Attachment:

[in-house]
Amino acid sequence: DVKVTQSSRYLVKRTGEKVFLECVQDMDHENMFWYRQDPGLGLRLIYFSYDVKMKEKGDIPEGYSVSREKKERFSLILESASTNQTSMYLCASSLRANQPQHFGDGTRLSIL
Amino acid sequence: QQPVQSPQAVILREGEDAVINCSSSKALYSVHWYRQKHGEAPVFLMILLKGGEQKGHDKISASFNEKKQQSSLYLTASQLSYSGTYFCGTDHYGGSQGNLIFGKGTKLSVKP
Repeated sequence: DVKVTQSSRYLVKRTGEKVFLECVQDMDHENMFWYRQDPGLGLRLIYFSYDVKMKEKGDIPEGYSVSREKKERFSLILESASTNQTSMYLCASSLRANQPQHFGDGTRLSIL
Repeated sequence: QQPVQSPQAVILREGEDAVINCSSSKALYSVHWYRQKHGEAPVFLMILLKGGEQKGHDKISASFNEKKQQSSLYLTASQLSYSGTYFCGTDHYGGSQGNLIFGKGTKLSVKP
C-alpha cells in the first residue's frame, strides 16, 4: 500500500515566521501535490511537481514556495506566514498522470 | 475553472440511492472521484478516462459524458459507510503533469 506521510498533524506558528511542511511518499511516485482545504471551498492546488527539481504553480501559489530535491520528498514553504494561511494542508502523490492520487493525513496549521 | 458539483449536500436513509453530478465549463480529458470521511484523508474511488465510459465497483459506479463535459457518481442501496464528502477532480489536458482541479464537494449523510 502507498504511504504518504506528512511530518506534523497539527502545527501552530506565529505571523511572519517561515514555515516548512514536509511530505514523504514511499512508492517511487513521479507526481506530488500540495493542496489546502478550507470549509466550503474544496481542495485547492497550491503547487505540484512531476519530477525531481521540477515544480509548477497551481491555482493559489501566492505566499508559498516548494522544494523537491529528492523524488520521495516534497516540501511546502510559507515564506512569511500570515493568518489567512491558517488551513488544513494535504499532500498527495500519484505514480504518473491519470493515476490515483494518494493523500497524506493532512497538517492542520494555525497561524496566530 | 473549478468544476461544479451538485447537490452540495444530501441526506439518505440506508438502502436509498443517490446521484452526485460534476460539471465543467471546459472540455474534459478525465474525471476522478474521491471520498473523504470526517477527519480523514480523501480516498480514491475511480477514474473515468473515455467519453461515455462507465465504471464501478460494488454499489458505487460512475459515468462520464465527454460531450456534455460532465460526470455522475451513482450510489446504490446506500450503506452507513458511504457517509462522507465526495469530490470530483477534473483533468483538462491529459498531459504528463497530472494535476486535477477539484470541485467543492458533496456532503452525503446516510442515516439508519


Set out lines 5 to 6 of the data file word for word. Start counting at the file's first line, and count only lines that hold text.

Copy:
Repeated sequence: QQPVQSPQAVILREGEDAVINCSSSKALYSVHWYRQKHGEAPVFLMILLKGGEQKGHDKISASFNEKKQQSSLYLTASQLSYSGTYFCGTDHYGGSQGNLIFGKGTKLSVKP
C-alpha cells in the first residue's frame, strides 16, 4: 500500500515566521501535490511537481514556495506566514498522470 | 475553472440511492472521484478516462459524458459507510503533469 506521510498533524506558528511542511511518499511516485482545504471551498492546488527539481504553480501559489530535491520528498514553504494561511494542508502523490492520487493525513496549521 | 458539483449536500436513509453530478465549463480529458470521511484523508474511488465510459465497483459506479463535459457518481442501496464528502477532480489536458482541479464537494449523510 502507498504511504504518504506528512511530518506534523497539527502545527501552530506565529505571523511572519517561515514555515516548512514536509511530505514523504514511499512508492517511487513521479507526481506530488500540495493542496489546502478550507470549509466550503474544496481542495485547492497550491503547487505540484512531476519530477525531481521540477515544480509548477497551481491555482493559489501566492505566499508559498516548494522544494523537491529528492523524488520521495516534497516540501511546502510559507515564506512569511500570515493568518489567512491558517488551513488544513494535504499532500498527495500519484505514480504518473491519470493515476490515483494518494493523500497524506493532512497538517492542520494555525497561524496566530 | 473549478468544476461544479451538485447537490452540495444530501441526506439518505440506508438502502436509498443517490446521484452526485460534476460539471465543467471546459472540455474534459478525465474525471476522478474521491471520498473523504470526517477527519480523514480523501480516498480514491475511480477514474473515468473515455467519453461515455462507465465504471464501478460494488454499489458505487460512475459515468462520464465527454460531450456534455460532465460526470455522475451513482450510489446504490446506500450503506452507513458511504457517509462522507465526495469530490470530483477534473483533468483538462491529459498531459504528463497530472494535476486535477477539484470541485467543492458533496456532503452525503446516510442515516439508519